Learn to communicate with many cultures in two language courses offered at College of the Mainland for the first time.

New for fall 2017, the college is offering an interactive, introductory German class.

“In language classes the focus lies on introducing all four skills: speaking, listening, reading and writing,” said instructor Myriam Bussman-Rizzi. “The goal of the class is to introduce students to both the German language and German cultures. By the end of the class, students should feel comfortable asking and answering short/basic questions and have a better understanding of Germany, Austria and Switzerland.”

Bussman-Rizzi is a native speaker of German and earned a master’s in German language and literature. She currently teaches German full-time at Friendswood High School. 

“I love teaching and enjoy students getting engaged or excited about what they will be able to do with what they have learned. I love hearing that students have traveled to the country and were able to use their language skills and especially the long-term successes of students that are able to use German in their professional lives,” said Bussman-Rizzi.

The college is offering new languages to give students more options for electives and professional development courses.

“Texas has a very rich German heritage and we wanted to tap into that. It also has structural connections to English, and we have a wonderful local instructor to teach it,” said Brian Anderson, chair of the COM Humanities Department. “Learning a foreign language can help students to be more culturally aware and can enhance their understanding of how languages work in general. Whether you ever become fluent in the language or not is not as important as being exposed to a more complex worldview and a more nuanced understanding of the similarities and differences between languages.”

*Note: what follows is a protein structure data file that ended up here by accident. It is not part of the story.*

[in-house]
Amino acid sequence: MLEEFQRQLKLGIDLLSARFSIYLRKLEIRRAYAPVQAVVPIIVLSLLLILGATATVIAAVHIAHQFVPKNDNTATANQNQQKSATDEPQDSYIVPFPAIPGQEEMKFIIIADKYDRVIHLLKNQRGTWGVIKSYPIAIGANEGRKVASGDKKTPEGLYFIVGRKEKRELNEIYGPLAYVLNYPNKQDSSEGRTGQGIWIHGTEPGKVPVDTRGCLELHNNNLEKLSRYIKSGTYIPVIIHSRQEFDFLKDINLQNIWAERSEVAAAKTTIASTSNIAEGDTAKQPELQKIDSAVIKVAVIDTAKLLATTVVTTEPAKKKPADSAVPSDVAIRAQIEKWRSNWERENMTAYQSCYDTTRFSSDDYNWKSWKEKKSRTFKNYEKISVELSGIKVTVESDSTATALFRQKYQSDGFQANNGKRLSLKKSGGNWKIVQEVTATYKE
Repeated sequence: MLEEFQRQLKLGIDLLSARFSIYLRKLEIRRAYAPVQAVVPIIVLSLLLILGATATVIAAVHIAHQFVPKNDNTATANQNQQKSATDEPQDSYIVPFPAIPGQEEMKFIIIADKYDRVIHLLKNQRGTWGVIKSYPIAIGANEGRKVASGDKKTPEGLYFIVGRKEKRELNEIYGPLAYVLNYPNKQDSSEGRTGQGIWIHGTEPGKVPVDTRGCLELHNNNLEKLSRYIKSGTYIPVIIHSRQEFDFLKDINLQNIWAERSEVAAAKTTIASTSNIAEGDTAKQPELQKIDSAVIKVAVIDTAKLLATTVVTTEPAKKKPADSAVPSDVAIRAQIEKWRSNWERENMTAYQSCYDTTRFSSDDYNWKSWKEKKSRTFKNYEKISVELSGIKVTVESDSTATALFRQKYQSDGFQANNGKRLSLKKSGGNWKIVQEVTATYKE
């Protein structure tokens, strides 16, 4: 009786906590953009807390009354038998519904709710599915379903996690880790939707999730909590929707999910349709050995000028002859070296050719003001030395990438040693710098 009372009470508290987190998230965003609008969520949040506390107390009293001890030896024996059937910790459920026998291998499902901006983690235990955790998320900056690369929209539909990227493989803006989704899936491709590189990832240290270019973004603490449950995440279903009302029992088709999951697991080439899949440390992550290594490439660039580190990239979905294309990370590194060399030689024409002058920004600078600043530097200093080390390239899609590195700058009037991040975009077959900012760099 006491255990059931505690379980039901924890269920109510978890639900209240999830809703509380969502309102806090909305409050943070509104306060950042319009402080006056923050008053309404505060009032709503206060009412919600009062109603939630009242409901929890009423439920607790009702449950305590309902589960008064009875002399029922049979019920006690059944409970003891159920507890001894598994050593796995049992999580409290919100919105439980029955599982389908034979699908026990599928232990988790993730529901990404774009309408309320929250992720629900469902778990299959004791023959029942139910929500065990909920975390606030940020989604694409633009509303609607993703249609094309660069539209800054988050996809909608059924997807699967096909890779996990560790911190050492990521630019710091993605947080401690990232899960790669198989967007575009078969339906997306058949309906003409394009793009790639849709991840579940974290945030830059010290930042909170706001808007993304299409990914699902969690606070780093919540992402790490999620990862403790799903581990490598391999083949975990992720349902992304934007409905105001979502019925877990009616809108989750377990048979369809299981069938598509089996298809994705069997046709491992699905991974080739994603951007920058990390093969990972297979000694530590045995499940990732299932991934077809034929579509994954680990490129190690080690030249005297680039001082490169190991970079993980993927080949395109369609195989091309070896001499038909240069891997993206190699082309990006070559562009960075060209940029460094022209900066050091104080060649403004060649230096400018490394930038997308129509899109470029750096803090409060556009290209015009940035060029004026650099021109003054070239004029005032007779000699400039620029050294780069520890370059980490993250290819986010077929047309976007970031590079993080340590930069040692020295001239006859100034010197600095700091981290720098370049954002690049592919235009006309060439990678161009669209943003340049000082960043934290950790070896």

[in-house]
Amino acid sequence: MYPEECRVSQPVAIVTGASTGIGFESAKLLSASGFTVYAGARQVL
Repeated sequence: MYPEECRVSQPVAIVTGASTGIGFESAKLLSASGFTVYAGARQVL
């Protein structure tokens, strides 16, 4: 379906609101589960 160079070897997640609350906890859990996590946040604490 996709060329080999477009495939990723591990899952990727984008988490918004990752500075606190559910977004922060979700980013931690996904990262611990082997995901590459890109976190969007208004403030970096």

The American Sign Language class, new in fall 2017, will focus on helping students learn to communicate with hearing-impaired people. 

“The first level of American Sign Language is a stepping stone for students, a way for them to take the first glimpse into the deaf community and ASL. I hope that students go into the class with open minds, ready to see life from a different perspective,” said Jenifer Pickett, instructor.

The class is an elective and will use web technologies so students can practice outside of class.

“I hope to build a strong groundwork of ASL so students could then continue their education and make an impact,” said Pickett.

Pickett is certified to teach American Sign Language and has a master’s in deaf studies and deaf education.

“The course can benefit education and medical personnel and those who want to increase their knowledge of another culture,” said Anderson. "It's a language with a very practical side and, with a lot of additional training and study, can even lead to career opportunities." 

Both classes are offered at COM’s Learning Center – League City East at 102 E. Walker St.

The college also offers four levels of Spanish.

For more information, email banderson@com.edu.